# How much energy is in a lightning strike?

According to Wikipedia an average lightning strike has $1$ TW power, the whole world used $16$ TW of power in 2006.

The lightning strike lasts for $30$ microseconds. Does this mean that you get $100$ TW of energy in just $30$ microseconds?

• According to Doc Brown (en.wikipedia.org/wiki/Back_to_the_Future), the energy contained is at least 1.21 gigawatts ;)
– akid
Jan 5, 2012 at 8:10
• @akid: Jiggawatts is a measure of power, not energy. Jan 5, 2012 at 21:27
• Right! The linked wikipedia article states 1.2 GW energy though, and I'm not sure if it's actually wrong there or just citing a non-physical statement from the movie.
– akid
Jan 6, 2012 at 9:05
• related: Can energy be extracted from clouds?. Jun 1, 2012 at 16:16
• People are joking and this is not an answer to the question. Jun 1, 2012 at 18:18

You are confused about units. Watt is a unit of power (energy/time), Watt-hour is a unit of energy. 16TW is an estimate of the continuous average power usage of the world - which is about 140,000 TWh each year. If the lightning has a peak power of 1TW for 30 microseconds, this corresponds to an energy content of about 8000 Watt-hours.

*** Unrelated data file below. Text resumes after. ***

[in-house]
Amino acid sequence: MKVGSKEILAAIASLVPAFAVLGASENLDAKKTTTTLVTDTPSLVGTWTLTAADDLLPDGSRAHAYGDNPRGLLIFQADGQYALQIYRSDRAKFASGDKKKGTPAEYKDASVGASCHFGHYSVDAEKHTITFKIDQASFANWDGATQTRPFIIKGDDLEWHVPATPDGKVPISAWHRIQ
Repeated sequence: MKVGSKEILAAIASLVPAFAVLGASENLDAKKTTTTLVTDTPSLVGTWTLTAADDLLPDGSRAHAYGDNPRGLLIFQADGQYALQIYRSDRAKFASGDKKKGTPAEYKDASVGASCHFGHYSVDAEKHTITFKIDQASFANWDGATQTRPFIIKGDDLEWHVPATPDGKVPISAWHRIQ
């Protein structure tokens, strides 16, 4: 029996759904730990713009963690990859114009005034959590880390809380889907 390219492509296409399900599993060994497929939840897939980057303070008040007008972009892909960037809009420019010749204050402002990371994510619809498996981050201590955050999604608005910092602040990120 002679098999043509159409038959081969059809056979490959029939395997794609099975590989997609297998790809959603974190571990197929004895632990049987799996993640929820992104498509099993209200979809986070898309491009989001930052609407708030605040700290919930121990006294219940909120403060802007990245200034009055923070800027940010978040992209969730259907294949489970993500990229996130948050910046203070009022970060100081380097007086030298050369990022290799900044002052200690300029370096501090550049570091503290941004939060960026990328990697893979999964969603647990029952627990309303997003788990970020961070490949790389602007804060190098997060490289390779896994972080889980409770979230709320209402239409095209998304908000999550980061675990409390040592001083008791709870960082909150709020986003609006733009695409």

• In order to power the world, you would need to collect the energy of around 500,000 lightning strikes each second.
– user2963
Jan 3, 2012 at 20:40
• First of all, the current means nothing without a voltage specified.
– user2963
Jan 3, 2012 at 20:51
• Wikipedia says that the peak power is 1TW, for a period of 30 microseconds. Punch this into google: "1 terawatt * 30 microseconds in kilowatt hour". You get about 8KWh. Your bulb will consume about 150 KWh over 2 months of operation.
– user2963
Jan 3, 2012 at 20:53
• @50ndr33, your last comment gives the strong impression that you don't understand the units. The values you're quoting are not consistent with each other. Perhaps you could read up on the definitions of power, current, and energy on Wikipedia or elsewhere, and feel free to ask questions on this site if there are parts that confuse you. Jan 3, 2012 at 20:56
• Ah, thanks for stating this. I've made a lot of notes here and mixed up some values.. You are perfectly correct: It's 1TW for 30 microseconds, not 1*100TW... Jan 3, 2012 at 21:17